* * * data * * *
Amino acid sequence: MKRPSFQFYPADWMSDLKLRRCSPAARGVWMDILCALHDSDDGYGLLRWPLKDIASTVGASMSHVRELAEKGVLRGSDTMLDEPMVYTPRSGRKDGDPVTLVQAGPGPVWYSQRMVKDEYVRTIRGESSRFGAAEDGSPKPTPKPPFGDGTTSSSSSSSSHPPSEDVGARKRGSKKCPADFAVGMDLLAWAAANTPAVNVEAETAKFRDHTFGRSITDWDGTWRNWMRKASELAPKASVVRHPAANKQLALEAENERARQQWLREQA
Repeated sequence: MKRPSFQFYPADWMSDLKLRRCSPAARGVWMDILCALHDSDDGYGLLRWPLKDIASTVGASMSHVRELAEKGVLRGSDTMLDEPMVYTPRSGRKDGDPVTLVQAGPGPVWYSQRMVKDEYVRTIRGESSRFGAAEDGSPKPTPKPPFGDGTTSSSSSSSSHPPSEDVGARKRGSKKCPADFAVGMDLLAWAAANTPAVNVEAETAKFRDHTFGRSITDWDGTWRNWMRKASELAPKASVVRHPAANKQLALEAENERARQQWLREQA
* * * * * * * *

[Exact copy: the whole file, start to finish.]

Amino acid sequence: MKRPSFQFYPADWMSDLKLRRCSPAARGVWMDILCALHDSDDGYGLLRWPLKDIASTVGASMSHVRELAEKGVLRGSDTMLDEPMVYTPRSGRKDGDPVTLVQAGPGPVWYSQRMVKDEYVRTIRGESSRFGAAEDGSPKPTPKPPFGDGTTSSSSSSSSHPPSEDVGARKRGSKKCPADFAVGMDLLAWAAANTPAVNVEAETAKFRDHTFGRSITDWDGTWRNWMRKASELAPKASVVRHPAANKQLALEAENERARQQWLREQA
Repeated sequence: MKRPSFQFYPADWMSDLKLRRCSPAARGVWMDILCALHDSDDGYGLLRWPLKDIASTVGASMSHVRELAEKGVLRGSDTMLDEPMVYTPRSGRKDGDPVTLVQAGPGPVWYSQRMVKDEYVRTIRGESSRFGAAEDGSPKPTPKPPFGDGTTSSSSSSSSHPPSEDVGARKRGSKKCPADFAVGMDLLAWAAANTPAVNVEAETAKFRDHTFGRSITDWDGTWRNWMRKASELAPKASVVRHPAANKQLALEAENERARQQWLREQA